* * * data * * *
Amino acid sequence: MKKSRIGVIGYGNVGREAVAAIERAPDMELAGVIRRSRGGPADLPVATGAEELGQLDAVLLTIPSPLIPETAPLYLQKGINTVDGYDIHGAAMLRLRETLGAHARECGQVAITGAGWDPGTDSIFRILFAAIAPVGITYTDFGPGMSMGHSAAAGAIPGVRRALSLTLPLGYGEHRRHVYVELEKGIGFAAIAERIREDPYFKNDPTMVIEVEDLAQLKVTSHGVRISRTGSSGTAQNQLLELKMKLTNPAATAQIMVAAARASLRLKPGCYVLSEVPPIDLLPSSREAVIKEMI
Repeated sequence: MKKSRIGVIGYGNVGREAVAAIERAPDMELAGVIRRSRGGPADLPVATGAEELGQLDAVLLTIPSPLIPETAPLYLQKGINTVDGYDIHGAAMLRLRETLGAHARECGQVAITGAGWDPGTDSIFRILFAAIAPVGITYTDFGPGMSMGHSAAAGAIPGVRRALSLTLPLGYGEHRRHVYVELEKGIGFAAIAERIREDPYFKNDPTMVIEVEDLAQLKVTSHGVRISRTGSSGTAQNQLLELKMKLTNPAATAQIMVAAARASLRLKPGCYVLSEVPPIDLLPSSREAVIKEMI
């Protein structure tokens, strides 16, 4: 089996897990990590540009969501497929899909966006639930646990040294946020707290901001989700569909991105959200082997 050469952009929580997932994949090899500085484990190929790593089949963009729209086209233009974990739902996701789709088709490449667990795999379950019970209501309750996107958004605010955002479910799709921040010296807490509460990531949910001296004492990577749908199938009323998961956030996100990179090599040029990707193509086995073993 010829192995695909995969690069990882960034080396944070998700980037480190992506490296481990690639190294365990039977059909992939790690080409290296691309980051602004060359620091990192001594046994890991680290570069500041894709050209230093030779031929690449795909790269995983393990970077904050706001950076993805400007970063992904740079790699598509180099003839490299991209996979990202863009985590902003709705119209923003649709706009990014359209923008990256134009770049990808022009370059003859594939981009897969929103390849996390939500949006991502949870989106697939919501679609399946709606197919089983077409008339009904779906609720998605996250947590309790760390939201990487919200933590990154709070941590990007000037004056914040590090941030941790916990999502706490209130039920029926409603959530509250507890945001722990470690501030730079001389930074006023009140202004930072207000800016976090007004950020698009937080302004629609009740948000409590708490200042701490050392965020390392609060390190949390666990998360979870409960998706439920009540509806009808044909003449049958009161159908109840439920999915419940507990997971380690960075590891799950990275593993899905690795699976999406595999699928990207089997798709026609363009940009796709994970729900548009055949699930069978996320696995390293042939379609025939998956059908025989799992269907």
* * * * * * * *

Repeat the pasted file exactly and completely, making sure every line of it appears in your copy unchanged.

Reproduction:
Amino acid sequence: MKKSRIGVIGYGNVGREAVAAIERAPDMELAGVIRRSRGGPADLPVATGAEELGQLDAVLLTIPSPLIPETAPLYLQKGINTVDGYDIHGAAMLRLRETLGAHARECGQVAITGAGWDPGTDSIFRILFAAIAPVGITYTDFGPGMSMGHSAAAGAIPGVRRALSLTLPLGYGEHRRHVYVELEKGIGFAAIAERIREDPYFKNDPTMVIEVEDLAQLKVTSHGVRISRTGSSGTAQNQLLELKMKLTNPAATAQIMVAAARASLRLKPGCYVLSEVPPIDLLPSSREAVIKEMI
Repeated sequence: MKKSRIGVIGYGNVGREAVAAIERAPDMELAGVIRRSRGGPADLPVATGAEELGQLDAVLLTIPSPLIPETAPLYLQKGINTVDGYDIHGAAMLRLRETLGAHARECGQVAITGAGWDPGTDSIFRILFAAIAPVGITYTDFGPGMSMGHSAAAGAIPGVRRALSLTLPLGYGEHRRHVYVELEKGIGFAAIAERIREDPYFKNDPTMVIEVEDLAQLKVTSHGVRISRTGSSGTAQNQLLELKMKLTNPAATAQIMVAAARASLRLKPGCYVLSEVPPIDLLPSSREAVIKEMI
């Protein structure tokens, strides 16, 4: 089996897990990590540009969501497929899909966006639930646990040294946020707290901001989700569909991105959200082997 050469952009929580997932994949090899500085484990190929790593089949963009729209086209233009974990739902996701789709088709490449667990795999379950019970209501309750996107958004605010955002479910799709921040010296807490509460990531949910001296004492990577749908199938009323998961956030996100990179090599040029990707193509086995073993 010829192995695909995969690069990882960034080396944070998700980037480190992506490296481990690639190294365990039977059909992939790690080409290296691309980051602004060359620091990192001594046994890991680290570069500041894709050209230093030779031929690449795909790269995983393990970077904050706001950076993805400007970063992904740079790699598509180099003839490299991209996979990202863009985590902003709705119209923003649709706009990014359209923008990256134009770049990808022009370059003859594939981009897969929103390849996390939500949006991502949870989106697939919501679609399946709606197919089983077409008339009904779906609720998605996250947590309790760390939201990487919200933590990154709070941590990007000037004056914040590090941030941790916990999502706490209130039920029926409603959530509250507890945001722990470690501030730079001389930074006023009140202004930072207000800016976090007004950020698009937080302004629609009740948000409590708490200042701490050392965020390392609060390190949390666990998360979870409960998706439920009540509806009808044909003449049958009161159908109840439920999915419940507990997971380690960075590891799950990275593993899905690795699976999406595999699928990207089997798709026609363009940009796709994970729900548009055949699930069978996320696995390293042939379609025939998956059908025989799992269907």